"..do not equate your worth with your grades. You are more than your grades."
Ms. Drakes attend SHPEP in 2019 at the University of Iowa. She recently completed a master's degree in Public Healthcare Systems.
What path did you take when you first started college?
The major for my undergraduate studies was Health and Human Services accompanied by minor degrees in Social Justice Theory and International Studies that incorporated health.
What led to your interest in a health profession?
My personal experience in the US healthcare system coupled with my academic areas of focus as a natural scientist scholar, propelled me to funnel my scientific and thought-processed modus operandi to understand and prepare for public health trends and occurrences to impact communities facing health disparities.
Who are what inspired you?
The answer to who or what has inspired me is lofty but in general, my humble beginnings and the decimation of fragile communities in Latin America by health inequities inspired me to be an informed and community-based health agent of change.
What obstacles did you overcome in your educational or career journey?
Financial and cultural barriers plagued my journey as well as discrimination. Especially during the pandemic, the lack of affordable housing close to my university’s campus led to long days and nights of commuting via public subways. During this, I learned the importance of overcoming these barriers through hard work and sacrifice along with empathy and much reflection to ensure the completion of both my undergraduate and graduate studies.
What are some of your recent milestones?
My recent milestones include my internship in a non-profit organization geared at tackling the social determinants of health to assist mental and drug abuse survivors secure basic needs to ensure their adherence to health treatment and regimen. Secondly, my research work in adolescent health in Ecuador received the award and prize for graduate-level research at my university and it was a rewarding moment as my research was a labor of love especially as it was affected by the COVID-19 pandemic.
Also, graduating with top honors and being a member of my university’s most prestigious society: The President’s Society were also important junctures.
What makes your story unique?
Uniqueness for me is in my lived experience as a foreign-born and global public health practitioner and the experience of living in Latin America and Europe. These experiences have thought me the importance of resilience, tenacity, and willpower to be culturally sensitive and competent.
What surprised you the most about graduate/health professional school?
Graduate school was surprisingly geared towards a more individualized learning experience when it came to content. This was a shift as it required more one-on-one time with professors to ensure mastery.
Also, on a lighter note, the offering of courses exclusively in the evening into the night was a point of adjustment for me.
How did SHPEP influence you?
SHPEP gave me the tools that influence and shape my approach to life and learning. Whether it is the financial literacy and planning workbook that I reference or the exposure to different tracks, SHPEP pushed me to widen my perspectives and cement my passion for public health.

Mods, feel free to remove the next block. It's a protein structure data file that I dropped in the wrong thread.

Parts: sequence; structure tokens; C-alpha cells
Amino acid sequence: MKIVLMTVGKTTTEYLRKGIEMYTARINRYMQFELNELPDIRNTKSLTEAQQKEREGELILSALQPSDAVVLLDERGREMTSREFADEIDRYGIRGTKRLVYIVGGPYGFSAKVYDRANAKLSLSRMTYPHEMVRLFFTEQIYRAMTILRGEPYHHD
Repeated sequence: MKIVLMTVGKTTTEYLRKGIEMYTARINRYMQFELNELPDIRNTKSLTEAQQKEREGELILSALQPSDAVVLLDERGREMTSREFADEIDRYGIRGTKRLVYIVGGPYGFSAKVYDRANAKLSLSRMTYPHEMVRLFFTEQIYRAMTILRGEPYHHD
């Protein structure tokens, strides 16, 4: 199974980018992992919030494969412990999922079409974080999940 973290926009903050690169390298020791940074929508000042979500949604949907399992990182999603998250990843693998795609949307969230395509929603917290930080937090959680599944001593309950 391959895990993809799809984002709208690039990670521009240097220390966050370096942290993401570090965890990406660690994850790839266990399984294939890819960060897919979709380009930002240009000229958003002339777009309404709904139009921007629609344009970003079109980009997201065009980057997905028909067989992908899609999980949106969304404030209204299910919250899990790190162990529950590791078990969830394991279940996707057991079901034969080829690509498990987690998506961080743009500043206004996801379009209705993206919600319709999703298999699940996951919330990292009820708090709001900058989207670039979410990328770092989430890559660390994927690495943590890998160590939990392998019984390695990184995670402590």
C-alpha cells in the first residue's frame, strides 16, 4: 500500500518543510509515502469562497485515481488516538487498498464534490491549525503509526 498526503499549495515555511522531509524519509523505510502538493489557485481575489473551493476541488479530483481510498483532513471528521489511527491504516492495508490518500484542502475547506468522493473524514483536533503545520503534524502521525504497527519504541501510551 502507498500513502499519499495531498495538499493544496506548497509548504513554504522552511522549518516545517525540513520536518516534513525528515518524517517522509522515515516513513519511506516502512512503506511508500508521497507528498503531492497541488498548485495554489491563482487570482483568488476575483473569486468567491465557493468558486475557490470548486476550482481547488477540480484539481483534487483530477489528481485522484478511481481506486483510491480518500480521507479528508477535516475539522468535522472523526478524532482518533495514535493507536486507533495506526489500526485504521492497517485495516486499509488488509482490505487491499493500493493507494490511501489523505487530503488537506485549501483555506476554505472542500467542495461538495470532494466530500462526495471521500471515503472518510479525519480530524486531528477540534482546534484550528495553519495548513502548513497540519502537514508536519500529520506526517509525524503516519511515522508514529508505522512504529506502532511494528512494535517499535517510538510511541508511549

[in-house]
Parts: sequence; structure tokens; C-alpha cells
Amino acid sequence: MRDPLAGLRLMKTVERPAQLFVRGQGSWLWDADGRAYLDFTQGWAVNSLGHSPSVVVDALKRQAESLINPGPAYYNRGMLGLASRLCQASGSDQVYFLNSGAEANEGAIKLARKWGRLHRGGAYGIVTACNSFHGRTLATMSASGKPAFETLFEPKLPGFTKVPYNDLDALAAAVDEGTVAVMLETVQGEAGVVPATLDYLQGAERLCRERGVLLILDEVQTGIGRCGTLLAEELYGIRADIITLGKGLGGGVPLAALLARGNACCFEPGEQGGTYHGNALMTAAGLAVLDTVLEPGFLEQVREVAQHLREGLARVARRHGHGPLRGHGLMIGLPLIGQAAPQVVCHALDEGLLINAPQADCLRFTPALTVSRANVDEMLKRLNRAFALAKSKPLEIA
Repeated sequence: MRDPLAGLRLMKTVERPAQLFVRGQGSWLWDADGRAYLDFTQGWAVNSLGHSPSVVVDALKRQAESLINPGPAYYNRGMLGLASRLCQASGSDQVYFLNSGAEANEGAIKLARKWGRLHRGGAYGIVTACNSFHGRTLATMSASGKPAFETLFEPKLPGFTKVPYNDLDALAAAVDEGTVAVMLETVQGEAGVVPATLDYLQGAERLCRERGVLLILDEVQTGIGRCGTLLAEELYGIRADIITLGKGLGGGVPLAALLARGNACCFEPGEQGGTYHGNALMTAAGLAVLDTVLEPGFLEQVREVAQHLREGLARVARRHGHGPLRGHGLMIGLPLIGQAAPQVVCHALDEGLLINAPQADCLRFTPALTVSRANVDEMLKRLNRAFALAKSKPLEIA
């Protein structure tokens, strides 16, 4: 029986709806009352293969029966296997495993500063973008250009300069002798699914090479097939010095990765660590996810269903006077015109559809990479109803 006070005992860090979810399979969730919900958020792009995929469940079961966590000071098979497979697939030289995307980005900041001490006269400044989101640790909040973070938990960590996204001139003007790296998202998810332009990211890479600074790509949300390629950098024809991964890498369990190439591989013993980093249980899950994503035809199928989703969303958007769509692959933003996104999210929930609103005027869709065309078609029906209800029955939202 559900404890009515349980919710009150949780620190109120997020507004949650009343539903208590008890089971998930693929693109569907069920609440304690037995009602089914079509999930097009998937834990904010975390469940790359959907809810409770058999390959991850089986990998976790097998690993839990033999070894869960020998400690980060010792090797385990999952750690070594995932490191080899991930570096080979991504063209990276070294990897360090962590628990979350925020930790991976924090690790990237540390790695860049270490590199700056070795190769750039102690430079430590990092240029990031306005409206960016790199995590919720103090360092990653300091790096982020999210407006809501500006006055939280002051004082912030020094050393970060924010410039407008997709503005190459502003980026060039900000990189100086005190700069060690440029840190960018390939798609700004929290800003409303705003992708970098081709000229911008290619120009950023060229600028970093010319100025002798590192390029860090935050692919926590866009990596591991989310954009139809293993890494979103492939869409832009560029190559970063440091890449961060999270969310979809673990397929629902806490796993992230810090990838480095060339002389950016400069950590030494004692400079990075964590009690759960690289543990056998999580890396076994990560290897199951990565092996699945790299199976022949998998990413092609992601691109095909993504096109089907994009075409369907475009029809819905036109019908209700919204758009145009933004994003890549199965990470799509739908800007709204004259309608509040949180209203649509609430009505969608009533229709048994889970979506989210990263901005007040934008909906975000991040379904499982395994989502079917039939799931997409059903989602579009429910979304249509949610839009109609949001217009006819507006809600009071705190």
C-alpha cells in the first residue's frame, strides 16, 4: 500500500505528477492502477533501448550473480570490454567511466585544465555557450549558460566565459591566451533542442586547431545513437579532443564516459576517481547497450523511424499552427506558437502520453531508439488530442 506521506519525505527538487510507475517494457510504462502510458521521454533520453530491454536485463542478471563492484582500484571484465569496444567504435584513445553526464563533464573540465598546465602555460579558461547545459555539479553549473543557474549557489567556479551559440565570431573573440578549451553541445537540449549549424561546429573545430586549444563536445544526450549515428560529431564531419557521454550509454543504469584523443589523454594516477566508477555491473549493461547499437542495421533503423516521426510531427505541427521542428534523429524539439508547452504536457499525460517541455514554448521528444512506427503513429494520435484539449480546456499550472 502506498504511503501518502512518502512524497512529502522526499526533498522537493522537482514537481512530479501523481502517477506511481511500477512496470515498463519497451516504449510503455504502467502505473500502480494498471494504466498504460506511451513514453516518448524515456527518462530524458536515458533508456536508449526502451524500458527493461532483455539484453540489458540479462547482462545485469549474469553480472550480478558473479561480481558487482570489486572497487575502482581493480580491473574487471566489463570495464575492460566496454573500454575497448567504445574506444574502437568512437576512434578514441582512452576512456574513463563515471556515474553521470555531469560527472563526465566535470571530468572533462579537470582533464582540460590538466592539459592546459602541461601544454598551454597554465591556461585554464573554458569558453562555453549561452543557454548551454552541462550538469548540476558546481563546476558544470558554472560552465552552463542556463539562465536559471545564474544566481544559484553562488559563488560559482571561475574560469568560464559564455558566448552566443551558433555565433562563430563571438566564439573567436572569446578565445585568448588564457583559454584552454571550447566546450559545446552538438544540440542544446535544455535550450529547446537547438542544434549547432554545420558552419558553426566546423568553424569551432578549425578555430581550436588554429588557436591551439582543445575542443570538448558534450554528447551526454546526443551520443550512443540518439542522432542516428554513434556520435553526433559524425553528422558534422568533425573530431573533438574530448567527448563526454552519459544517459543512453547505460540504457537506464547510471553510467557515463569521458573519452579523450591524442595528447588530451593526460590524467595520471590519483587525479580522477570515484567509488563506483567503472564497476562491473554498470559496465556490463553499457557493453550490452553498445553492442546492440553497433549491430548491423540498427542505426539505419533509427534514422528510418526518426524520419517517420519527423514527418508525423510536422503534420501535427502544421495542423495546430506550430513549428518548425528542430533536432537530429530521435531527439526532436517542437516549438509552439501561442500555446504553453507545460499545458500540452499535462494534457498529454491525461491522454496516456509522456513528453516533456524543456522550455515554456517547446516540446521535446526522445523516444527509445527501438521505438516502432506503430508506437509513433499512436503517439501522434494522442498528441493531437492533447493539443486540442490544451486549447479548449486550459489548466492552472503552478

Do you remember your first day of graduate studies? What memory stands out the most?
Yes, my first day of graduate studies is still clear to me.
My professor’s passion for public health and call for me to develop my “subject matter experience” propelled me to interact with public health theory and practice on a deeper level to ensure my commitment to the field.
What has been your favorite part of the process? The most difficult?
My favorite part was the plethora of public health career events and symposia that I participated in. It provided opportunities to meet public health leaders and other public health advocates who were able to provide great insight into the variety of public health roles.
The most difficult apart from my late and lengthy public subway commuting would have to be my course load of 4 graduate classes that I had as my graduation timeline had to meet my financial ability to fund my education and so I would not recommend more than 3 classes unless necessary.
Did you have experiences or mentors that prepared you for a career as a health professional?
My experiences and mentors were a product of my time at SHPEP. Particularly, one of my mentors spoke at a panel discussion during SHPEP and we have stayed in contact ever since. I have benefited from their advice which is ensuring my longevity in my field and avoiding burnout.
What is the best career advice you have received?
Dr. Denise Martinez from my experience at SHPEP-University of Iowa taught me the importance of relationship building. Her advice goes like this: “Half of life is who you know, and the other half is who likes you”. I later came across the application of this in one of my favorite books that speak on the importance of relationships in career building where people feel comfortable around you.
Additionally, remember that you do not have to wait to have life experience because while you are pursuing your studies life is going on and it would be a loss to let it go by without enjoying the time you will not get back.
What advice do you have for students pursuing a health professional career?
I would advise students to not limit themselves or their abilities and work towards their goals. Further, do not equate your worth with your grades. You are more than your grades.
On that same note, do not compare your grades or progress with others. You are on your own path/trajectory and do not mistake busyness for handling business. Lastly, like the purpose of my enterprise HLH, ensure that your study routine is healthy with breaks and seek a healthy study-life balance.